These days there are loads of fitness brands championing body positivity and representation, choosing to use a diverse size-range of models to show off their new collections. Many gyms and fitness groups have also gotten the memo and become more inclusive with their marketing.

But we’re still seeing people fire up when a fitness brand moves beyond the stereotype of skinny-toned-girl/uber-muscly-guy to include a wider market of body shapes and sizes.

A lot of the backlash when it comes to inclusivity, and in particular the Nike mannequin, centres around “promoting” an unhealthy weight.

But what is this “healthy” weight anyway? We know scientifically what it allegedly is, but to the ignorant who go around trolling plus-sized people telling them they’re unhealthy, “healthy” seems to mean be “slim” to them. Because in my experience, even being what statistics indicate as an average weight will have you feeling like you’re “too big” – particularly within the fitness world, even if you’re a fitness nut.

For example, many commenters made the point that they ARE the size of the Nike mannequin and run marathons, work out all the time.

I don’t want to go down the “fat people should be accepted, because they exercise!” route because fuck that, why should plus-size people have to *do* anything to be accepted? Society accepts skinny people when they do nothing but smoke cigs and drink vodka. I’ll let Roxane Gay say it better than I can:

But what I do want to say is, in the context of the Nike controversy – if we hone in on that concept from fatphobic commenters of “get on a diet and exercise, you’re unhealthy”… if that is literally your argument, and let’s say in this hypothetical world that some of the women you troll are at risk of diabetes and other health issues… why WOULDN’T you want them to feel represented in fitness stores? Why wouldn’t you want to do everything you could to ensure they felt comfortable and included in fitness spaces?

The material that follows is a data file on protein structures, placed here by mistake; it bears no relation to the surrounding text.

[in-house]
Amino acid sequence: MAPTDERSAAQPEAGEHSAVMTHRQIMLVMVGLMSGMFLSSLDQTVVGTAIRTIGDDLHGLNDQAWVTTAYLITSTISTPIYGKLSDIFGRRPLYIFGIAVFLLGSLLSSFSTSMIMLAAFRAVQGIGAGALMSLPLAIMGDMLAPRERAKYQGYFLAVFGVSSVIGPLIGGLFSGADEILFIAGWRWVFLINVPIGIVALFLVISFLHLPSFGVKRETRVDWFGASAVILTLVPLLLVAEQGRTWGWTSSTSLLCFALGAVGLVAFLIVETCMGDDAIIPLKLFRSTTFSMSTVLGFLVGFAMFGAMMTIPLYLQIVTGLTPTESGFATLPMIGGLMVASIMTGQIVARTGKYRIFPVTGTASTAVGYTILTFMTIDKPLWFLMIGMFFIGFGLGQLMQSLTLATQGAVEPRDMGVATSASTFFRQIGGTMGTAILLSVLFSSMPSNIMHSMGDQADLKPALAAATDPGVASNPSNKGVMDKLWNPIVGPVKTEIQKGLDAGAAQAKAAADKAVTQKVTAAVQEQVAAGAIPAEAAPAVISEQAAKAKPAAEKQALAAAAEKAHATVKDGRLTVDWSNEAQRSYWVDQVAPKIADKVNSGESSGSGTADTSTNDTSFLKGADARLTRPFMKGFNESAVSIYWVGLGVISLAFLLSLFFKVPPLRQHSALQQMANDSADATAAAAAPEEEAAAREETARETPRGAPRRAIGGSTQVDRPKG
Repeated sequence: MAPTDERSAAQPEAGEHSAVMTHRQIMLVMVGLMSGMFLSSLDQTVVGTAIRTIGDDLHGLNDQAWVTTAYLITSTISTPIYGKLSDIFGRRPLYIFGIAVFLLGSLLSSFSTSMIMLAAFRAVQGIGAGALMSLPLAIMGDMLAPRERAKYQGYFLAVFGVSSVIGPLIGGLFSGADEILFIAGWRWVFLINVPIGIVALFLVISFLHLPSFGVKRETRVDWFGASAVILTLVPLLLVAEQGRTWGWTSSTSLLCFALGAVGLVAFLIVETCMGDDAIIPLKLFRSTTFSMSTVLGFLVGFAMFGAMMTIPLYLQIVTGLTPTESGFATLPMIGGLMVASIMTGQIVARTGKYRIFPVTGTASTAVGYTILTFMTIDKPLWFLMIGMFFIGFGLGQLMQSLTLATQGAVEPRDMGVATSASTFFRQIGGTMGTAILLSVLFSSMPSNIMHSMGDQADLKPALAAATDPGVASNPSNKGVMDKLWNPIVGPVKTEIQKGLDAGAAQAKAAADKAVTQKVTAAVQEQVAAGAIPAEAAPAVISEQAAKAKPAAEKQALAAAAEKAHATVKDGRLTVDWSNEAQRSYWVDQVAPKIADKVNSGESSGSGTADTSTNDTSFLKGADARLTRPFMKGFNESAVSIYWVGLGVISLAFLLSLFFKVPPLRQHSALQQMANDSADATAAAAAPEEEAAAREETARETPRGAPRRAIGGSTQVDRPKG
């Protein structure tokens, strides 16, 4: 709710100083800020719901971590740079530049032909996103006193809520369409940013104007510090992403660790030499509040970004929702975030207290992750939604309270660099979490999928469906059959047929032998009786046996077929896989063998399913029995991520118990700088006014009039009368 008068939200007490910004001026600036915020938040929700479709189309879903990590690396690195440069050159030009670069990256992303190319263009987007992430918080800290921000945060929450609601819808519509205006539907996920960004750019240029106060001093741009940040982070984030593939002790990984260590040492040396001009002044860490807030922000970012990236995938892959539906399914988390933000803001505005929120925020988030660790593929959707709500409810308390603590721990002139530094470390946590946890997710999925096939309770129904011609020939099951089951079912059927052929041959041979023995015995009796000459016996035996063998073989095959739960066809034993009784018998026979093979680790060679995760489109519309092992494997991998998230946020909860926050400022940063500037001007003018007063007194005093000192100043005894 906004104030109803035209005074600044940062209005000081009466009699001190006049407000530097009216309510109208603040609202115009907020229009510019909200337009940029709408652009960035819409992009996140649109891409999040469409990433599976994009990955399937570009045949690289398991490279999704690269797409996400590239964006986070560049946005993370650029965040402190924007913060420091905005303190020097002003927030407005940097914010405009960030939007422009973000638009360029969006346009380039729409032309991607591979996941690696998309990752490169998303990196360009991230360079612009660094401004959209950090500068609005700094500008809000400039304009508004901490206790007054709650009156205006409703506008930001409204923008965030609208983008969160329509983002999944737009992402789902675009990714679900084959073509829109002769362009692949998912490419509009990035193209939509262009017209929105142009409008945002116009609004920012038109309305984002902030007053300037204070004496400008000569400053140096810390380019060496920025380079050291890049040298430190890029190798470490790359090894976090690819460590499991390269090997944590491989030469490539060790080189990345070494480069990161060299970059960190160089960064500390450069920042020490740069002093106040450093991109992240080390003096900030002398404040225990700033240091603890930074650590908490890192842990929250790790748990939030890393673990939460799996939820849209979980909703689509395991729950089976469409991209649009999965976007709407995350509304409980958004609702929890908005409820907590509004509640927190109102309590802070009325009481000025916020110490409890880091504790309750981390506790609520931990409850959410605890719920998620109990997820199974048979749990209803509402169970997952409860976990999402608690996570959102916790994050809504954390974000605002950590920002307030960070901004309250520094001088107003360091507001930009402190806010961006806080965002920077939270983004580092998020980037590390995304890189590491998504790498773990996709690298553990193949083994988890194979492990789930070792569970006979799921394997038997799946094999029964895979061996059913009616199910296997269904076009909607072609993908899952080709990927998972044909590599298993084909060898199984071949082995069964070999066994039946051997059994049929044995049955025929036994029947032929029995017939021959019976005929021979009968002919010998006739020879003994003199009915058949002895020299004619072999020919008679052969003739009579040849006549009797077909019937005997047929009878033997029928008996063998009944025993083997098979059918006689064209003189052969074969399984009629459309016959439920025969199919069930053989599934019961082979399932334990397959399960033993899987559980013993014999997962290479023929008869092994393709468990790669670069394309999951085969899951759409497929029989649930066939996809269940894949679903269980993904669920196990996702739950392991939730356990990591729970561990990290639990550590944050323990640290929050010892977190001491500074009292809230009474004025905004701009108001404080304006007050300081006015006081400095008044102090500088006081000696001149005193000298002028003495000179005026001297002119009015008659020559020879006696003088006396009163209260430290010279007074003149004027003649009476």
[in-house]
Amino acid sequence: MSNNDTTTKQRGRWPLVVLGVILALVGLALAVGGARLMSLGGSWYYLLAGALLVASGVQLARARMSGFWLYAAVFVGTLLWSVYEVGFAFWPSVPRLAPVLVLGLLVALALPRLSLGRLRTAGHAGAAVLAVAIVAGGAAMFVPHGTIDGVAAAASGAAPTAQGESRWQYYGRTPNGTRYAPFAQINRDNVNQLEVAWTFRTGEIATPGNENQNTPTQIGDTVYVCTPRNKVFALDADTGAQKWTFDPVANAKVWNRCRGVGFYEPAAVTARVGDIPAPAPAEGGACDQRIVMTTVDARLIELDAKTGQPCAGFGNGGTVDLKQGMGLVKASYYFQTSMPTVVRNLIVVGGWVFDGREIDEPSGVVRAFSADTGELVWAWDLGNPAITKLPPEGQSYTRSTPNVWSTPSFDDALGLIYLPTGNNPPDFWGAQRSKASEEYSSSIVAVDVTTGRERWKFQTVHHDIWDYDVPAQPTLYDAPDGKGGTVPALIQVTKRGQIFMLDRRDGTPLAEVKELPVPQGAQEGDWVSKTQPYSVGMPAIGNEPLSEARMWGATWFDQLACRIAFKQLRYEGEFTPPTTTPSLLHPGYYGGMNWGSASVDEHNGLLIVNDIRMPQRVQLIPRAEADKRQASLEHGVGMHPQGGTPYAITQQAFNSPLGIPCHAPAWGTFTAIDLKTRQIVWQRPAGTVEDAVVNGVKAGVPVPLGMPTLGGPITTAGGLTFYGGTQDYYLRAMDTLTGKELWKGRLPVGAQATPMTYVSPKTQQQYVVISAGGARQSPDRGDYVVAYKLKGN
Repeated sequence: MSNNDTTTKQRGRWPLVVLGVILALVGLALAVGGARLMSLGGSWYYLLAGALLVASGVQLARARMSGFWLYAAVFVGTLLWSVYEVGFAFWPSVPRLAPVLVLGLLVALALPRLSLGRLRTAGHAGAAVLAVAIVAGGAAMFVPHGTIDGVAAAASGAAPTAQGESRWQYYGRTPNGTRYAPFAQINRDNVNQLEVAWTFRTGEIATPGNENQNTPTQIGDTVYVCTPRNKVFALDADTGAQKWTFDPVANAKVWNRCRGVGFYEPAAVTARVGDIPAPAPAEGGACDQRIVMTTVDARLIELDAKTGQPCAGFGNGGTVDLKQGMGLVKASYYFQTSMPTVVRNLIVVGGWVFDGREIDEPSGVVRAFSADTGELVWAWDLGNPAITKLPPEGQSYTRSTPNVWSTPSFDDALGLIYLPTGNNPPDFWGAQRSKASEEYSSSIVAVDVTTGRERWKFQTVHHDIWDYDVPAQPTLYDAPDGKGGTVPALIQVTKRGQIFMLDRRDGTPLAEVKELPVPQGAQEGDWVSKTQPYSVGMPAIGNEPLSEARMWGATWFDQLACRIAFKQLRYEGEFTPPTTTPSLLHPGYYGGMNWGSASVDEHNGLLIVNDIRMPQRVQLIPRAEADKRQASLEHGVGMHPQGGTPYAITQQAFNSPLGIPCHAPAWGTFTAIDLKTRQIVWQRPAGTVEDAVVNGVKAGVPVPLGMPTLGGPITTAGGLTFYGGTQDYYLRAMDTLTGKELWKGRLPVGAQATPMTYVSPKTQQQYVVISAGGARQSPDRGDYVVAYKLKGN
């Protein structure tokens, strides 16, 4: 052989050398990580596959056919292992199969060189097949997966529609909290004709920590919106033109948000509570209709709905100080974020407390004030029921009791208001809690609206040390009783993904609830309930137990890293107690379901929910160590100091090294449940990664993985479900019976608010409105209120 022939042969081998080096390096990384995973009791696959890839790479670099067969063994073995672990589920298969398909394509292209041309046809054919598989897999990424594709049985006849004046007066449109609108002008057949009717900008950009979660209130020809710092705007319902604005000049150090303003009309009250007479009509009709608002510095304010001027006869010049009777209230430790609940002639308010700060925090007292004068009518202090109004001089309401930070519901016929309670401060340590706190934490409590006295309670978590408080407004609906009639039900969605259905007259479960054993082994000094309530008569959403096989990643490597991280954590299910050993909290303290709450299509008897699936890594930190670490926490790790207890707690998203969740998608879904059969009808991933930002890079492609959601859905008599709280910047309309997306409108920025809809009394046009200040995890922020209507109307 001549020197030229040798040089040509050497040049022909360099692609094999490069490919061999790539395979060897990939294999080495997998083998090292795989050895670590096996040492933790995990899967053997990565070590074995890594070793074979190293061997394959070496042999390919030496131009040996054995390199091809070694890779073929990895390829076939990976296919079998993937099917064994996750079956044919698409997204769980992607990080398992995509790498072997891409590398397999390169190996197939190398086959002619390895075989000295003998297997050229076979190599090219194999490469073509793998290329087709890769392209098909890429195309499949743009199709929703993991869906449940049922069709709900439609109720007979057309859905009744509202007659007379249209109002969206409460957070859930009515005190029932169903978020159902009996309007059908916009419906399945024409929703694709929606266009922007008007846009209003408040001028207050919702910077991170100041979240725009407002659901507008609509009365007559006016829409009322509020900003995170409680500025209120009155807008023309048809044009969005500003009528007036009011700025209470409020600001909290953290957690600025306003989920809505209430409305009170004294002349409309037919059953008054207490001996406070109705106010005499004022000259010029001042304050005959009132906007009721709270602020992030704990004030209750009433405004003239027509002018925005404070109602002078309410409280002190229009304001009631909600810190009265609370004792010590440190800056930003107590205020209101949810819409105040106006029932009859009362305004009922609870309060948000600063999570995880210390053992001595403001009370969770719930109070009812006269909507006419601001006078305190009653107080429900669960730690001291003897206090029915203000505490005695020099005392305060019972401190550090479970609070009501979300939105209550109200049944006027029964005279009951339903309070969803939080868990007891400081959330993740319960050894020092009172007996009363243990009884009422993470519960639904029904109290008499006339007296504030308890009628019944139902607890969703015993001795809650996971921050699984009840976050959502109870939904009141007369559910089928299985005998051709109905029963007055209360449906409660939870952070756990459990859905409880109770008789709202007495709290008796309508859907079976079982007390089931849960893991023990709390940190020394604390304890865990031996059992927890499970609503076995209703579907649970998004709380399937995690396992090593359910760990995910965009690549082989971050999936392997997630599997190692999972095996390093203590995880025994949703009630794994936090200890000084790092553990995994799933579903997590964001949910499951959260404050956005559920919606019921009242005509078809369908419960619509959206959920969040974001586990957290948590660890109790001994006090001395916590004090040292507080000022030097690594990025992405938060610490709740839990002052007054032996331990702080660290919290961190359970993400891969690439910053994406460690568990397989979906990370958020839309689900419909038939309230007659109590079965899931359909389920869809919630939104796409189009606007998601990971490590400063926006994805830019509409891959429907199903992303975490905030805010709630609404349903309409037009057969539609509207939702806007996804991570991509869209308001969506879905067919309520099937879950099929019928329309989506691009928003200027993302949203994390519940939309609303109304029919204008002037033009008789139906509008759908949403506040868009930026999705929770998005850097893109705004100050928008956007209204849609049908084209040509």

And is there an end point to their push for “healthy” bodies? I was healthy by general standards back when I was a size 16 – I ate well, exercised, at the time more than my size 8 sister who had ripped abs since birth.

The answer is there is no end point. These people don’t actually give a shit about anyone’s health, or the “promotion” of healthy bodies. They just want to make people feel less-than by excluding them. These fatphobic commenters are just out here trying to make people feel shit about themselves.

Seeing a global brand like Nike getting on board with representation in the fitness industry is fantastic, as are all the other brands who have chosen to include a diverse range body shapes and sizes in their marketing and sizes.

But we’ve got to keep pushing, because the hate toward plus-size people is intense, and if I could feel it as a woman of average weight I can’t begin to imagine how it must be for plus-size people.

Maybe you can’t, either – to which I say, educate yourself. Listen to plus-size men and women talk about their experience. Change the way you speak and act when it comes to talking body shapes. And for brands, get even more inclusive. Be done with advertising and marketing that focuses entirely on slim women and muscular men, and always include their bigger, softer, curvier brothers and sisters.

We may not be able to silence the fatphobic, but we can all keep striving toward inclusivity.